Pope. Having shown the necessity of establishing diplomatic relations with the Court of Rome, his Lordship proceeded to reply to the questions why, for the first time, the Pope was to be acknowledged by us, and whether the Pope had ever recognised the sovereign of this country? He should be surprised if these questions, though agitated out of doors, were asked in that House. Recognise the Pope! Why, what was the Treaty of Vienna ? Great Britain was a contracting party to that treaty, which not only secured to the Pope the possessions he enjoyed at that time, but additional territories in other parts of Italy. And who put the Great Seal to that treaty? Lord Chancellor Eldon, who of all public men of the time was the most averse to Romish ascendancy. Besides other acknowledgments, King George IV. received a letter from the Pope congratulating him upon his accession; and His Majesty wrote a reply to the Pontiff; but it being suggested to him, after it was sent off, that he might thereby have forfeited his crown, a messenger was despatched to Italy to recall the letter, but it was too late; and, quoad that letter, King George ÍV., according to the hypothesis, had forfeited his crown. But we had, in fact, on numerous occasions, acknowledged the Pope, who had, over and over again, acknowledged the Sovereign of this country.

The Duke of Newcastle opposed the Bill as unnecessary, and therefore a superfluous act of legislation; or, if necessary on account of an actual subsisting prohibition, it was objectionable as removing a constitutional safeguard.


grace moved that the Bill be read a second time that day six months,

The Bishop of Winchester questioned the reasons upon which the noble Marquis had founded the Bill.

The chief reason was the inconvenience attending an indirect communication with the Court of Rome. But, whenever such communication was called for, means were readily found to effect it. He found that by this Bill Her Majesty was authorized to receive a diplomatic agent "accredited by the Sovereign Pontiff." This was the first time since the Reformation that this expression had been admitted into any Act of Parliament. The head of the Romish Church had hitherto been termed "Bishop of Rome," or " Bishop of Rome, otherwise called the Pope;" and the right rev. prelate read an opinion of the law officers of the Crown, which bore the signature of Mr. Serjeant Copley, which showed that the Legislature had advisedly avoided the title of "Sovereign Pontiff."

The Bishop of St. David's supported the Bill, which he considered to be no innovation or substantial interference with the existing law. The measure was justifiable on political grounds, and, although it had a religious aspect, he was at a loss to understand how the interests of religion or of Protestantism could be affected by the Bill. The right rev. prelate, whilst he did not concur in the objections of the Bishop of Winchester, thought that due respect should be paid to the opinions of a large class of persons in this country who appeared to view this measure with much jealousy. Upon the whole, he expressed his conviction that it was a measure essential to the political interests of the country, and one which might be adopted without any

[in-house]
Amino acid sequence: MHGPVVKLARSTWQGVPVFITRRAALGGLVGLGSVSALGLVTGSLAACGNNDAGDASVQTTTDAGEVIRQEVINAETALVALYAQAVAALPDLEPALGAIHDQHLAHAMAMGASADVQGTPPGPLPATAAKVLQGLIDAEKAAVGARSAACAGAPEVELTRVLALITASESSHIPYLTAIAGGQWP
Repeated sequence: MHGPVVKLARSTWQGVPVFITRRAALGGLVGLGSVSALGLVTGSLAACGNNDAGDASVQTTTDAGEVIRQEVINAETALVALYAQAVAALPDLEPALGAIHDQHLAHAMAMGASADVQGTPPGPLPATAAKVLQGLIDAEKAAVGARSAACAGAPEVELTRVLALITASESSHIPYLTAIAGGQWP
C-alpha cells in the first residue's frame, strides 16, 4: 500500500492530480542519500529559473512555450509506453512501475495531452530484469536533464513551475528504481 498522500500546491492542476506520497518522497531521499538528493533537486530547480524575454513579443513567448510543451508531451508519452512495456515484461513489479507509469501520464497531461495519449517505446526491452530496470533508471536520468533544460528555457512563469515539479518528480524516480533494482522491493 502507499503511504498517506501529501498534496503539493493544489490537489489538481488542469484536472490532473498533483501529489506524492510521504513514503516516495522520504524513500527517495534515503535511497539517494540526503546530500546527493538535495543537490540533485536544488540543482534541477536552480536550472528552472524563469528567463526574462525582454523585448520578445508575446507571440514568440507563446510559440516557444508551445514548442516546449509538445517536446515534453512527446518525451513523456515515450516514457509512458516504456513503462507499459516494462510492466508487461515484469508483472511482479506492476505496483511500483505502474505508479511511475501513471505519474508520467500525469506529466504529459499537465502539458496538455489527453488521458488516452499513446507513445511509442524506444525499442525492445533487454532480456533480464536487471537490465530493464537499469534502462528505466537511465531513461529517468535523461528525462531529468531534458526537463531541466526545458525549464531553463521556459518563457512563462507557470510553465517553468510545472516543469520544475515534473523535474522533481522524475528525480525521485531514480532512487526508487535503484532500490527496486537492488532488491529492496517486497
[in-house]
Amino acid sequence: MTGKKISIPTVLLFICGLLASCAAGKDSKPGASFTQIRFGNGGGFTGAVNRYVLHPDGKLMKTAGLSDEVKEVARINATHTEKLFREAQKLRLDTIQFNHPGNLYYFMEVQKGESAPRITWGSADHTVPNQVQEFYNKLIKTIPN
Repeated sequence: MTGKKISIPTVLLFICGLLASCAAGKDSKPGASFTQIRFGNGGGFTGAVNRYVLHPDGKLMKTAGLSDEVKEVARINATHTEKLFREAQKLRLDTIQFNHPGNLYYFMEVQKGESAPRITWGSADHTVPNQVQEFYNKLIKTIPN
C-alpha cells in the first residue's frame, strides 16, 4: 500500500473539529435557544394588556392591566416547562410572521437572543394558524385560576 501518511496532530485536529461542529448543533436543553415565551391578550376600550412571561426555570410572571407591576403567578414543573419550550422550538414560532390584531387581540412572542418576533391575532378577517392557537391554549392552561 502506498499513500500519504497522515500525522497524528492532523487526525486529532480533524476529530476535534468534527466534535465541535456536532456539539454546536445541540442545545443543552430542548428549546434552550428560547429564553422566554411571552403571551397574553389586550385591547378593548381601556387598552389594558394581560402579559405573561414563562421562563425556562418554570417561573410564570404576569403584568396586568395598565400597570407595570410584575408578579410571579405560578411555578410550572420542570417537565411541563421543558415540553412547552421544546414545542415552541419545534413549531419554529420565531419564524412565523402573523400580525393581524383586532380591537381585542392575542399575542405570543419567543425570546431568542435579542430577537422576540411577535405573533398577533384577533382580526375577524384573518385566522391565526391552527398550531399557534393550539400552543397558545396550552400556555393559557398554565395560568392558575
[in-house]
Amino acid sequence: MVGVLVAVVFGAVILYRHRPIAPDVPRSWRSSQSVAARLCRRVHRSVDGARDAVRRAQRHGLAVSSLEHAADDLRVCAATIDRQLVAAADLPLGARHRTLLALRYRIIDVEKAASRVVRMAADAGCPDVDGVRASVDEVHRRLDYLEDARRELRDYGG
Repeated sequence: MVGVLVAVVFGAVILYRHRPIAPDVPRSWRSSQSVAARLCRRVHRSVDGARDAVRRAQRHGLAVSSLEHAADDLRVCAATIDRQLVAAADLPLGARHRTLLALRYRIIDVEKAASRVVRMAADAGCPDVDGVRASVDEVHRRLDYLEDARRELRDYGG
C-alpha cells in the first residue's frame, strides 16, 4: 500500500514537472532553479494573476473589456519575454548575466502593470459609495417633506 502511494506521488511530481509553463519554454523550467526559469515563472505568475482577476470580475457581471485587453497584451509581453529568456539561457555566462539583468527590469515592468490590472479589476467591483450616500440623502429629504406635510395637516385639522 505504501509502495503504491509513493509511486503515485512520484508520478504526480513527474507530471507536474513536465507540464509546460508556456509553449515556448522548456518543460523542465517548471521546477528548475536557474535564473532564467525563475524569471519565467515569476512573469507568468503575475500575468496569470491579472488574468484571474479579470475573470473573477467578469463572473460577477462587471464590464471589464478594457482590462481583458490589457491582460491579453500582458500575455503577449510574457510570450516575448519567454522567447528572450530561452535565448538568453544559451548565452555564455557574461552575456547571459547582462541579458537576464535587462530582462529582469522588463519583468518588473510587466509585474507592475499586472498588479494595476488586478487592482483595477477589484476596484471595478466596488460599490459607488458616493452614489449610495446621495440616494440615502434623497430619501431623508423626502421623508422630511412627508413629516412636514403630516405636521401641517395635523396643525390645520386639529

the Roman state, and recommended their Lordships to consent to the second reading of the Bill.

Lord Stanley said, if he thought the Bill was at variance with the spirit and principle of the Bill of Rights and Act of Settlement, or even that it in the slightest degree recognised, or strengthened, or supported any claim or pretence to spiritual power on the part of the Sovereign of the Roman State in this country, he should vote for the amendment. But he could not take such a view of it. At the same time he looked upon it as a measure of grave and weighty policy, and one which ought to be approached with the respect due to a deep religious feeling in this country adverse to the Bill, which was contrary to the interpretation put upon the law for the last 160 years. He was quite sensible that there might be conveniences and advantages attending a direct intercourse with the Court of Rome; but he concurred with those who thought that it was the duty of the Government and Parliament to consider whether there were not collateral disadvantages. He was not of opinion that this measure would tend to uphold the spiritual power and authority of the Pope, which could not be enforced in this country, for our own courts of law would set at nought the authority of the Pope. The noble Lord adverted to the character of the present Pope, and to the effect which the representations of a Protestant Minister from this country might have at the Court of Rome, and warned their Lordships of the evils which might spring from the antagonism of the two religious principles thus brought into contact. In conclusion, the noble Lord declared his intention, in voting for

danger to the established religion
of the country.